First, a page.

Millimeter and submillimeter excess emission in M 33 revealed by Planck and LABOCA
Instituto Radioastronomía Milimétrica (IRAM),
Av. Divina Pastora 7, Núcleo
2 Departamento de Física Teórica y del Cosmos, Universidad de Granada, 18071 Granada, Spain
3 Instituto Universitario Carlos I de Física Teórica y Computacional, Universidad de Granada, 18071 Granada, Spain
4 Unidad de Astronomía, Fac. Cs. Básicas, Universidad de Antofagasta, Avda. U. de Antofagasta 02800, Antofagasta, Chile
5 Institute for Astronomy, Astrophysics, Space Applications & Remote Sensing, National Observatory of Athens, P. Penteli, 15236 Athens, Greece
6 Argelander-Institut für Astronomie, Universität Bonn, 53121 Bonn, Germany
Received: 5 February 2015
Accepted: 3 March 2016
Context. Previous studies have shown the existence of an excess of emission at submillimeter (submm) and millimeter (mm) wavelengths in the spectral energy distribution (SED) of many low-metallicity galaxies. The so-called “submm excess”, whose origin remains unknown, challenges our understanding of the dust properties in low-metallicity environments.
Aims. The goal of the present study is to model separately the emission from the star forming (SF) component and the emission from the diffuse interstellar medium (ISM) in the nearby spiral galaxy M 33 in order to determine whether both components can be well fitted using radiation transfer models or whether there is an excess of submm emission associated with one or both of them.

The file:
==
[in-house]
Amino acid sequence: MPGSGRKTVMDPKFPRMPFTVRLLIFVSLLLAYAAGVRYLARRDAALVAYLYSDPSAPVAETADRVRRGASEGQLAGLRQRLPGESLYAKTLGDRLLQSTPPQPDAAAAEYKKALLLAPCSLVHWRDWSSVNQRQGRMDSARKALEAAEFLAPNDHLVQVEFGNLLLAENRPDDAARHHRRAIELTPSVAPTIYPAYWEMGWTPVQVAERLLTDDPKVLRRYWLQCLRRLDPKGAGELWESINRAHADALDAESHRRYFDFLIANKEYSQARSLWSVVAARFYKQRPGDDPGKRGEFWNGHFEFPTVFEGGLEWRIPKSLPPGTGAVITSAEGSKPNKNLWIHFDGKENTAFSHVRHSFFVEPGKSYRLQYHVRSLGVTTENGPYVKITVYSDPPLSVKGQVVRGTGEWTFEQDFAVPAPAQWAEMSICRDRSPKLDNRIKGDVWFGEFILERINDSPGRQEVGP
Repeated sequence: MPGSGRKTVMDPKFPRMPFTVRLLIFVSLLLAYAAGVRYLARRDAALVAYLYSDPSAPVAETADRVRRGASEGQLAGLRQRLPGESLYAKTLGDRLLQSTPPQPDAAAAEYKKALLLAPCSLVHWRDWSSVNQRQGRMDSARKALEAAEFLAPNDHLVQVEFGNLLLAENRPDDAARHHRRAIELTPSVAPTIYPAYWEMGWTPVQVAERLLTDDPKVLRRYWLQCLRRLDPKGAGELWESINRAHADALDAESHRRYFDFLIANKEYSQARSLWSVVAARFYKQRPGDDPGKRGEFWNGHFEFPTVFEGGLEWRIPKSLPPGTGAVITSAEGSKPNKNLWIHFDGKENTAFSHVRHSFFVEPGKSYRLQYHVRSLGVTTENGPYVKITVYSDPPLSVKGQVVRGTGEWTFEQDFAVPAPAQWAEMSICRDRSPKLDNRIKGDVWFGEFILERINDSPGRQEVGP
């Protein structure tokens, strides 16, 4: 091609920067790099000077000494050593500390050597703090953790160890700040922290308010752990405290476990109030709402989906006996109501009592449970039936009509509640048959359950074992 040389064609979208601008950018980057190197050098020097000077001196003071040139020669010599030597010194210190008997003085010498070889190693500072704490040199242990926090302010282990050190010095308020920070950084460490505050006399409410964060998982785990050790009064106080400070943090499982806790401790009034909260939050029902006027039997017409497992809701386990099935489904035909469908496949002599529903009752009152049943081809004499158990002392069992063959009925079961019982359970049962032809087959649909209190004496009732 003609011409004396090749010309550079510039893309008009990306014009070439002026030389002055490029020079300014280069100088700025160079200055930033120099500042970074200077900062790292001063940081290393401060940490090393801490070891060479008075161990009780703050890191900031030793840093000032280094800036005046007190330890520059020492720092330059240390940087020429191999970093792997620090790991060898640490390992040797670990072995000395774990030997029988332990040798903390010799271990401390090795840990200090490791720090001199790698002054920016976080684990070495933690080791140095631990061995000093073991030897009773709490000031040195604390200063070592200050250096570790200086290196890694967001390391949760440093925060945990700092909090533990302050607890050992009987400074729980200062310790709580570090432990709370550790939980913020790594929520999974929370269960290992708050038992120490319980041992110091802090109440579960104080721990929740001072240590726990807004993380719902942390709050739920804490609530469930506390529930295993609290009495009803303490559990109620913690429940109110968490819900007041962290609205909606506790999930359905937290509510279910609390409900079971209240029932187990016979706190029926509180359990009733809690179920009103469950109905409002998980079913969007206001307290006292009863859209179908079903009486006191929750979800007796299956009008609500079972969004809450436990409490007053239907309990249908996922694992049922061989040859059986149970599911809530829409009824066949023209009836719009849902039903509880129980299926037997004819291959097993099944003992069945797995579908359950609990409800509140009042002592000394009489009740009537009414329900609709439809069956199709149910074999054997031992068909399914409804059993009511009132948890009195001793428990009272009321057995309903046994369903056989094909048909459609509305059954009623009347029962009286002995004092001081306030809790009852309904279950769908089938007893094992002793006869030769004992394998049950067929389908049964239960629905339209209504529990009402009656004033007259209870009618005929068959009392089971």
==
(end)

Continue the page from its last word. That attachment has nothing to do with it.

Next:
Methods. We decomposed the observed SED of M 33 into its SF and diffuse components. Mid-infrared (MIR) and far-infrared (FIR) fluxes were extracted from Spitzer and Herschel data. At submm and mm wavelengths, we used ground-based observations from APEX to measure the emission from the SF component and data from the Planck space telescope to estimate the diffuse emission. Both components were separately fitted using radiation transfer models based on standard dust properties (i.e., emissivity index β = 2) and a realistic geometry. The large number of previous studies helped us to estimate the thermal radio emission and to constrain an important part of the input parameters of the models. Both modeled SEDs were combined to build the global SED of M 33. In addition, the radiation field necessary to power the dust emission in our modeling was compared with observations from GALEX, Sloan, and Spitzer.
Results. Our modeling is able to reproduce the observations at MIR and FIR wavelengths, but we found a strong excess of emission at submm and mm wavelengths where the model expectations severely underestimate the LABOCA and Planck fluxes. We also found that the ultraviolet (UV) radiation escaping the galaxy is 70% higher than the model predictions. From the total mass of dust derived from our modeling and the mass of atomic and molecular gas measured with the VLA and the IRAM 30 m telescope, we determined a gas-to-dust mass ratio Gdust ~ 100, significantly lower than the value expected from the subsolar metallicity of M 33.
Conclusions. We discussed different hypotheses to explain the discrepancies found in our study (i.e., excess of emission at submm and mm wavelengths, deficit of UV attenuation, and abnormally low value of Gdust), concluding that different dust properties in M 33 is the most plausible explanation.
Key words: dust, extinction / galaxies: ISM / galaxies: individual: M 33 / galaxies: star formation / submillimeter: galaxies
© ESO, 2016